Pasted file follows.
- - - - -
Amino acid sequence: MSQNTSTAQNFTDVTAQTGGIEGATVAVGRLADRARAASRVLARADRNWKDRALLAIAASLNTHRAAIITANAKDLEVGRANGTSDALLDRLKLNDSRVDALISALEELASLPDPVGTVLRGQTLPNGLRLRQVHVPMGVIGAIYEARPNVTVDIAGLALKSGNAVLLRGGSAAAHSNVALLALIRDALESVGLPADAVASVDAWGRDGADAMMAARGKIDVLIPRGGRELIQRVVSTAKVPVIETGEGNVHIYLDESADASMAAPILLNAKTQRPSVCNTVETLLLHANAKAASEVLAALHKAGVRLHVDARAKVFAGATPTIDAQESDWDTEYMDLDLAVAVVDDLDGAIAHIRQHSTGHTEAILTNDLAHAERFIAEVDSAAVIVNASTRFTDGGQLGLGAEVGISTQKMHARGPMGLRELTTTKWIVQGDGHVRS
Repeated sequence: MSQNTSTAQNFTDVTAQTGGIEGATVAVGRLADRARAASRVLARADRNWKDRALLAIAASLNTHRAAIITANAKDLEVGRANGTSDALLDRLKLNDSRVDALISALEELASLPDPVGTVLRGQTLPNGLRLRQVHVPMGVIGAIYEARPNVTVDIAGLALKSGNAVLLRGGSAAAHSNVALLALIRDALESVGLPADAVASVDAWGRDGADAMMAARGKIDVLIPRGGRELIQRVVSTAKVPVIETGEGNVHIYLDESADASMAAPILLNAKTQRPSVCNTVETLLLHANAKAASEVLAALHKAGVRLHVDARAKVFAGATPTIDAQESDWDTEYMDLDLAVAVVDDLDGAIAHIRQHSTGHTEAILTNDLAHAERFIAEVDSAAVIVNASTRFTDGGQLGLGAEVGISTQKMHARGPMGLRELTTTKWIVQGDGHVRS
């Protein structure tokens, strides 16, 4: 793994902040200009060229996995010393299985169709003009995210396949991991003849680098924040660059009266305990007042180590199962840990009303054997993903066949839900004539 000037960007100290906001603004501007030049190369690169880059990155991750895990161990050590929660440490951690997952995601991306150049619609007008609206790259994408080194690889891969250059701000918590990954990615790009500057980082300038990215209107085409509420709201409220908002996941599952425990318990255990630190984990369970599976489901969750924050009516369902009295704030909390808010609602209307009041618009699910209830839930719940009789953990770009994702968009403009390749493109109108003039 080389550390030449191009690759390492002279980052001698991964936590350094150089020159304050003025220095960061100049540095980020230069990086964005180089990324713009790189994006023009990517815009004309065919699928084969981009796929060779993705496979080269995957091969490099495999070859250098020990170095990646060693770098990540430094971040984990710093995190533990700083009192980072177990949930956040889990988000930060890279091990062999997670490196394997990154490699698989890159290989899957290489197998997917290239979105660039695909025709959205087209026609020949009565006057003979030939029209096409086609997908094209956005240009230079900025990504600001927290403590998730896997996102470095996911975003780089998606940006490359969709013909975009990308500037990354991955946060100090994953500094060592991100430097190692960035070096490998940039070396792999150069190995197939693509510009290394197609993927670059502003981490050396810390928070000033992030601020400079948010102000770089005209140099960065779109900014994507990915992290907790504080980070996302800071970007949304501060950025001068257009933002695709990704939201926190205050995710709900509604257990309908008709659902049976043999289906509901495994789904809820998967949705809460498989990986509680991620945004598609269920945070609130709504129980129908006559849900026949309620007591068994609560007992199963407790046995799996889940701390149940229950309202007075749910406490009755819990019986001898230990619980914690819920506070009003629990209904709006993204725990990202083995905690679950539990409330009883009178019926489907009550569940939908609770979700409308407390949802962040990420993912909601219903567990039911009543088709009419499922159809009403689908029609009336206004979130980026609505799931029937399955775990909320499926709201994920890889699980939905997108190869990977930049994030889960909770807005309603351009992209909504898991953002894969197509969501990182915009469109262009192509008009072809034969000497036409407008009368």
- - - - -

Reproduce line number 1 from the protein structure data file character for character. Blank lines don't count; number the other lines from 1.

Amino acid sequence: MSQNTSTAQNFTDVTAQTGGIEGATVAVGRLADRARAASRVLARADRNWKDRALLAIAASLNTHRAAIITANAKDLEVGRANGTSDALLDRLKLNDSRVDALISALEELASLPDPVGTVLRGQTLPNGLRLRQVHVPMGVIGAIYEARPNVTVDIAGLALKSGNAVLLRGGSAAAHSNVALLALIRDALESVGLPADAVASVDAWGRDGADAMMAARGKIDVLIPRGGRELIQRVVSTAKVPVIETGEGNVHIYLDESADASMAAPILLNAKTQRPSVCNTVETLLLHANAKAASEVLAALHKAGVRLHVDARAKVFAGATPTIDAQESDWDTEYMDLDLAVAVVDDLDGAIAHIRQHSTGHTEAILTNDLAHAERFIAEVDSAAVIVNASTRFTDGGQLGLGAEVGISTQKMHARGPMGLRELTTTKWIVQGDGHVRS